DEREBE: My grandmother's mother.

WARNER: Your grandmother's mother was not Jewish?

DEREBE: Yeah, only she.

WARNER: This at first seems peculiar because Israel has had a law since its founding that the most you have to prove to emigrate is that you have one Jewish grandparent - just one on either side. And Gezi would qualify. But Gezi is a very special case because he's part of a group of Ethiopians whose Jewish ancestors converted under pressure to Christianity in the 19th century. The Falash Mura secretly practiced Judaism, but they were not allowed to emigrate with the other Ethiopian Jews until a political compromise a decade ago. And even then, Israel did not approve them under the standard Law of Return, the rule that you have one Jewish grandparent. But under stricter religious law that says to be Jewish, you need an unbroken maternal Jewish line, Gezi's Christian great-grandmother disqualifies him.

DEREBE: Because of this we can't go there. We can't go to Israel.

WARNER: But Gezi has reason to think that what's holding him back is not centuries-old rabbinical law but rather the more mercurial dictates of politics. And to understand why he thinks that, we need to actually leave Ethiopia for a little bit and, with the help of NPR's Jerusalem bureau, go to a living room outside of Tel Aviv.

HABTU ABATA: (Speaking Hebrew).

WARNER: This is Habtu Abata. He's Gezi's cousin, and he's sitting on the couch in his apartment in Israel next to his father, his father whose twin sister is Gezi's mother. So according to biology, if Gezi is not Jewish enough to come to Israel, neither are they. So why were they allowed in 2003?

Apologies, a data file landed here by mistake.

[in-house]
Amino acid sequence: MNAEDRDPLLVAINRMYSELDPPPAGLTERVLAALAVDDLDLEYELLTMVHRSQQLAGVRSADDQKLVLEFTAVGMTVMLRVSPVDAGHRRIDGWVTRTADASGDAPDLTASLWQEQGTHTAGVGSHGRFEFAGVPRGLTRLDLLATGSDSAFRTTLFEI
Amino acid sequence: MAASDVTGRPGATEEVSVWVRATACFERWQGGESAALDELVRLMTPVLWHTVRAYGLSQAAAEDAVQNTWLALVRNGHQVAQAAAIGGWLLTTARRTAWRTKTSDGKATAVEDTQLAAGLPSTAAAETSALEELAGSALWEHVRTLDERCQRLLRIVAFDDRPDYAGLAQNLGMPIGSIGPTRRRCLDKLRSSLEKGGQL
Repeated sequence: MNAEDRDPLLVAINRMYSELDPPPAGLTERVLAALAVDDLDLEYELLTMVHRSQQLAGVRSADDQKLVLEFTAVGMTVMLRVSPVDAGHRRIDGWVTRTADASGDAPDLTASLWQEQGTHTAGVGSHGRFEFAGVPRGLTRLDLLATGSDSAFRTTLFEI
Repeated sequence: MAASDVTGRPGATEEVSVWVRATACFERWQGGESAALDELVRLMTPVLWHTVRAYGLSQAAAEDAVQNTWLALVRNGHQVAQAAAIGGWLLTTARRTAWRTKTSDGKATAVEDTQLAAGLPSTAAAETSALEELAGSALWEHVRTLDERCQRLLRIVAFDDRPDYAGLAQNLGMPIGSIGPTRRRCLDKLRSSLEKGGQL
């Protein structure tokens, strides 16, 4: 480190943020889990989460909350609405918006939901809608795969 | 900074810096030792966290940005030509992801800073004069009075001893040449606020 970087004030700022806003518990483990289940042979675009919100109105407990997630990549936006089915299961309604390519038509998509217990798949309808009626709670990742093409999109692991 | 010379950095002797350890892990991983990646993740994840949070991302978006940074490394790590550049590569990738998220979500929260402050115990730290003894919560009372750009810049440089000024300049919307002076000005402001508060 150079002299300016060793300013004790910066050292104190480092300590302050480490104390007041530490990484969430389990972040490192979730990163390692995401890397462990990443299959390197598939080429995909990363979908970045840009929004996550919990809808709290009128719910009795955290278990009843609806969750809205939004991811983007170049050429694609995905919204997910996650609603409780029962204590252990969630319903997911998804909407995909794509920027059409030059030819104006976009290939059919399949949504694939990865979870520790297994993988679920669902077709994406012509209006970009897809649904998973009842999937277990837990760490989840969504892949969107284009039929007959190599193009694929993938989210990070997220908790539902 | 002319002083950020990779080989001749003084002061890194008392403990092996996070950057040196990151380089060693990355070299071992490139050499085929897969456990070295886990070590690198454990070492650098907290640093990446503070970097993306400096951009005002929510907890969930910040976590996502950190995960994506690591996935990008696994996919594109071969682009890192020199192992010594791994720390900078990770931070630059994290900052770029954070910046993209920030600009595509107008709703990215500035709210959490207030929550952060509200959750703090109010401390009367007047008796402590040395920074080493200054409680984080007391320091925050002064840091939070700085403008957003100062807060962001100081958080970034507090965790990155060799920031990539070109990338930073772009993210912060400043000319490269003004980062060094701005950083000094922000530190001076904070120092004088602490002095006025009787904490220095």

ABATA: (Through interpreter) The first immigrations were easier because at that time whoever wanted to come just came. Now there are many procedures to go through.

WARNER: Habtu's family thought they would come first, set things up and the rest of the family would follow. But by the time that Gezi and his brother and his mother applied, the mood toward Ethiopian immigrants in Israel had soured. Israel's economy was slowing. Ethiopian Jews, it seemed, required more welfare and social services than immigrants from other places.

Avraham Negusie is the only Ethiopian-born member of the Knesset, just elected last month. He says there was no official change in policy, but embassy staff in Addis Ababa seemed to start making it harder to pass the interview, making people go back five, six, seven generations.

AVRAHAM NEGUSIE: They go back to seven generations. They ask them to count seven generations in order to see whether they have, in the middle, non-Jews in that lineage.